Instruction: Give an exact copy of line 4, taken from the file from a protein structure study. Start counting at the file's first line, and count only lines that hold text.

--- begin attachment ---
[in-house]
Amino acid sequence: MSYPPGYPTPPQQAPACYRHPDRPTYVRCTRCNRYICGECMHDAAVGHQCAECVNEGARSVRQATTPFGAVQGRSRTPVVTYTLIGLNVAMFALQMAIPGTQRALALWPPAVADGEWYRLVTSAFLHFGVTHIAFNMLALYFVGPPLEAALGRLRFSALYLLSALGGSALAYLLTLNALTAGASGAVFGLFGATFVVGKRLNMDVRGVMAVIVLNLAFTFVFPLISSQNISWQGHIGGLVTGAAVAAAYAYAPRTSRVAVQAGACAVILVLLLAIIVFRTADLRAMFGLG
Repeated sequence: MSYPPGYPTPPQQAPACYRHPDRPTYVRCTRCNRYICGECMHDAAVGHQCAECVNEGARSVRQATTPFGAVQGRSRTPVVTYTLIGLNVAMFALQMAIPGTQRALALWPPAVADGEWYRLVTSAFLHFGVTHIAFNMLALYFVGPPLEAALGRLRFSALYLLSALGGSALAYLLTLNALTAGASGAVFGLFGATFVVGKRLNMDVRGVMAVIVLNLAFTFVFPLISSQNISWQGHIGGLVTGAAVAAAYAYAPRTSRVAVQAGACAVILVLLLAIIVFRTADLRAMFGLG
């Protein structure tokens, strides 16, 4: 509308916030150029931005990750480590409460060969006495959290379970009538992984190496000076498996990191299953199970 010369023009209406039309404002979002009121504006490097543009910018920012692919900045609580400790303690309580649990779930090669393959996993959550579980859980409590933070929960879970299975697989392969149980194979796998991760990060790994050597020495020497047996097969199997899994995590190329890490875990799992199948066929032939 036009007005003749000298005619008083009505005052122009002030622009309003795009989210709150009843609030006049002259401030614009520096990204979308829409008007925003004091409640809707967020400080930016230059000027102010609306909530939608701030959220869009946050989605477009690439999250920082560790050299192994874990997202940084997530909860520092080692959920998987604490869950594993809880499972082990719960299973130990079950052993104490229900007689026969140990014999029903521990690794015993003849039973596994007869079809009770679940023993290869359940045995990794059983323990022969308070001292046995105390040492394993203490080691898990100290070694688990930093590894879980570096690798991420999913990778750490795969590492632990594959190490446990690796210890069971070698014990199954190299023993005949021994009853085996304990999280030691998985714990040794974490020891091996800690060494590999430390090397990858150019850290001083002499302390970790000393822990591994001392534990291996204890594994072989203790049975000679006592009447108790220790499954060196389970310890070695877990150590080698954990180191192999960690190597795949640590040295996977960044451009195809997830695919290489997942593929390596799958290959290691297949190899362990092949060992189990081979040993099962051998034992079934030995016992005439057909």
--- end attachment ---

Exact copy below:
């Protein structure tokens, strides 16, 4: 509308916030150029931005990750480590409460060969006495959290379970009538992984190496000076498996990191299953199970 010369023009209406039309404002979002009121504006490097543009910018920012692919900045609580400790303690309580649990779930090669393959996993959550579980859980409590933070929960879970299975697989392969149980194979796998991760990060790994050597020495020497047996097969199997899994995590190329890490875990799992199948066929032939 036009007005003749000298005619008083009505005052122009002030622009309003795009989210709150009843609030006049002259401030614009520096990204979308829409008007925003004091409640809707967020400080930016230059000027102010609306909530939608701030959220869009946050989605477009690439999250920082560790050299192994874990997202940084997530909860520092080692959920998987604490869950594993809880499972082990719960299973130990079950052993104490229900007689026969140990014999029903521990690794015993003849039973596994007869079809009770679940023993290869359940045995990794059983323990022969308070001292046995105390040492394993203490080691898990100290070694688990930093590894879980570096690798991420999913990778750490795969590492632990594959190490446990690796210890069971070698014990199954190299023993005949021994009853085996304990999280030691998985714990040794974490020891091996800690060494590999430390090397990858150019850290001083002499302390970790000393822990591994001392534990291996204890594994072989203790049975000679006592009447108790220790499954060196389970310890070695877990150590080698954990180191192999960690190597795949640590040295996977960044451009195809997830695919290489997942593929390596799958290959290691297949190899362990092949060992189990081979040993099962051998034992079934030995016992005439057909």